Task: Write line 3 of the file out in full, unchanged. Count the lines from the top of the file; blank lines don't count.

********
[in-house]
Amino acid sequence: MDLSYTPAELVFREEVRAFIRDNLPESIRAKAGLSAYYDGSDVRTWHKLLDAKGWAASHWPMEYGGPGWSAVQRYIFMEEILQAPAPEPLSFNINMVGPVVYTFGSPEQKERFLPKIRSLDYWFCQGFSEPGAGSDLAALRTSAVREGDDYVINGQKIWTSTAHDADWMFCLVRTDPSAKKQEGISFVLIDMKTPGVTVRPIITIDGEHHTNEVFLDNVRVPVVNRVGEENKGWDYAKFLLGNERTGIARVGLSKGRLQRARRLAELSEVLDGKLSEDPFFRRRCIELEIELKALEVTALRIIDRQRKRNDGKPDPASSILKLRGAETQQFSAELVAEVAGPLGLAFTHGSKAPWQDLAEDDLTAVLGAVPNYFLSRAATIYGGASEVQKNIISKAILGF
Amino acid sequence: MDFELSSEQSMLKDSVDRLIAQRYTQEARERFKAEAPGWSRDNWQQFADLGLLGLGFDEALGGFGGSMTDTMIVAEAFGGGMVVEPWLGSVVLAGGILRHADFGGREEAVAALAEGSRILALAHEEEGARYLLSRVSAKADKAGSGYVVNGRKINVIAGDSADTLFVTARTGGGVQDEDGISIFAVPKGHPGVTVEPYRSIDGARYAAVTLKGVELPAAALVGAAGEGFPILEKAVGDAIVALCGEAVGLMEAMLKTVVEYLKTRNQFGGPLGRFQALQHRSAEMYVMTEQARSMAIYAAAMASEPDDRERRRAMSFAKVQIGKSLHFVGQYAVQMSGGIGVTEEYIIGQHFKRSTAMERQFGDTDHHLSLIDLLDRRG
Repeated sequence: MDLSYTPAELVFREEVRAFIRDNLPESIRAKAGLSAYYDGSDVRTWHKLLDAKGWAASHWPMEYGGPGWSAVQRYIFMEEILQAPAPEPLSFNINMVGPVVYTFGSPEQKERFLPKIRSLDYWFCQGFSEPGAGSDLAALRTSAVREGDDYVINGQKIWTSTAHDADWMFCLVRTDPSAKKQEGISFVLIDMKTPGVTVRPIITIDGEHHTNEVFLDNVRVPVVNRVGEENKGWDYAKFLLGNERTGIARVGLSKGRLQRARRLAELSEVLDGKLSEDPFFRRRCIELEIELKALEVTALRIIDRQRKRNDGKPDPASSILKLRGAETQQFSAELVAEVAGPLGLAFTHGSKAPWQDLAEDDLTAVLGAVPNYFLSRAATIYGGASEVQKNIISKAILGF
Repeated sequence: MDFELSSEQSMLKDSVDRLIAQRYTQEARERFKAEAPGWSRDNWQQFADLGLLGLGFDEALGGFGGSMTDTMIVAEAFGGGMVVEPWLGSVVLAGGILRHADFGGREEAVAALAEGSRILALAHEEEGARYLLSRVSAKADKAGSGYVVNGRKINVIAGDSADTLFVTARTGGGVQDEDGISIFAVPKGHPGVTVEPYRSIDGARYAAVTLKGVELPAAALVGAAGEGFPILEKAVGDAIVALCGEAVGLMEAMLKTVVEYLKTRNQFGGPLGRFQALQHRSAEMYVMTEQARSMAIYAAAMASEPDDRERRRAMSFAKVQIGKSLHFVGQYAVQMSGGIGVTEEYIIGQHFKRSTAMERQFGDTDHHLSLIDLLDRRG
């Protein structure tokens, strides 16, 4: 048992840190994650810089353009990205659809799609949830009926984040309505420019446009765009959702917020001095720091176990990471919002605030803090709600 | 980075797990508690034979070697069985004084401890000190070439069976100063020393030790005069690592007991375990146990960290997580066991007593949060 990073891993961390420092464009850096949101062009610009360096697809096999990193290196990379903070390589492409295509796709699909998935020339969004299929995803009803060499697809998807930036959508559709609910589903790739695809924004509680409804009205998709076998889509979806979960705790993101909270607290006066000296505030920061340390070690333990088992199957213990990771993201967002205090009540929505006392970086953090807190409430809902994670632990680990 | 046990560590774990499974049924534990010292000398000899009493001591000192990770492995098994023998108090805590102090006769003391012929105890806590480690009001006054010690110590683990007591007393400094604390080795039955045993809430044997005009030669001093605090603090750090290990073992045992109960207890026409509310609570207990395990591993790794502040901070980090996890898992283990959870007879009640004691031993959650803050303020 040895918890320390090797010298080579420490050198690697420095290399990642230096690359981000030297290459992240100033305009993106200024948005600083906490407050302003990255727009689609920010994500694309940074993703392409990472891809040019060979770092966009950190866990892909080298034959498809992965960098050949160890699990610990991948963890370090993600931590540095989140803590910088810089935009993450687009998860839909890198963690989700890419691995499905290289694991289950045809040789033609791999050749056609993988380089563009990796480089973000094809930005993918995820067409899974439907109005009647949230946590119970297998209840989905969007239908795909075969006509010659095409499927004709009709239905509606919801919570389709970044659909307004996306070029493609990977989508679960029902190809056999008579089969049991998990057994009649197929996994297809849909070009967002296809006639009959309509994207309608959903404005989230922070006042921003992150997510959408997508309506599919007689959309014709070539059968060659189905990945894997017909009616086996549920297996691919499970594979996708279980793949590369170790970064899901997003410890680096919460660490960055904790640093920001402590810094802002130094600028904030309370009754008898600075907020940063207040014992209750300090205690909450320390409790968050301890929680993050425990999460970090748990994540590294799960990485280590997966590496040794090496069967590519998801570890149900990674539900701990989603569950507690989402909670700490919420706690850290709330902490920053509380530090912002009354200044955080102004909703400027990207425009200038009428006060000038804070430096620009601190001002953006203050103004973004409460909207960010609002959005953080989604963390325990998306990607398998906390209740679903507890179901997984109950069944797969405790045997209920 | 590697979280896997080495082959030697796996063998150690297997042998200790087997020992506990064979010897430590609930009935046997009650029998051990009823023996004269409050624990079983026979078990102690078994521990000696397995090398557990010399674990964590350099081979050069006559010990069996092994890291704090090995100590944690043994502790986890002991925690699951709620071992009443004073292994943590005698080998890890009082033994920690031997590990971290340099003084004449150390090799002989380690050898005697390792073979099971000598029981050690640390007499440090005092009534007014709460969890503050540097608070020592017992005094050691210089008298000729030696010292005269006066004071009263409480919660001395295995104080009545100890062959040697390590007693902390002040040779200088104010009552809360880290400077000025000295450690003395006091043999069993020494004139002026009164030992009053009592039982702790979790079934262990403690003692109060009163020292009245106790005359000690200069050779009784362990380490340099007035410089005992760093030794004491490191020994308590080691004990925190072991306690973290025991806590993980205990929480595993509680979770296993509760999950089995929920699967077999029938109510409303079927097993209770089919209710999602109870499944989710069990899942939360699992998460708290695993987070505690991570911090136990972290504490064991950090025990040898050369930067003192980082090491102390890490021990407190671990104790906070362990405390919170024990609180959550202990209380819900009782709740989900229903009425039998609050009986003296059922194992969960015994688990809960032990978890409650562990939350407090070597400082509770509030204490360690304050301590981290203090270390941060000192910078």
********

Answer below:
Amino acid sequence: MDFELSSEQSMLKDSVDRLIAQRYTQEARERFKAEAPGWSRDNWQQFADLGLLGLGFDEALGGFGGSMTDTMIVAEAFGGGMVVEPWLGSVVLAGGILRHADFGGREEAVAALAEGSRILALAHEEEGARYLLSRVSAKADKAGSGYVVNGRKINVIAGDSADTLFVTARTGGGVQDEDGISIFAVPKGHPGVTVEPYRSIDGARYAAVTLKGVELPAAALVGAAGEGFPILEKAVGDAIVALCGEAVGLMEAMLKTVVEYLKTRNQFGGPLGRFQALQHRSAEMYVMTEQARSMAIYAAAMASEPDDRERRRAMSFAKVQIGKSLHFVGQYAVQMSGGIGVTEEYIIGQHFKRSTAMERQFGDTDHHLSLIDLLDRRG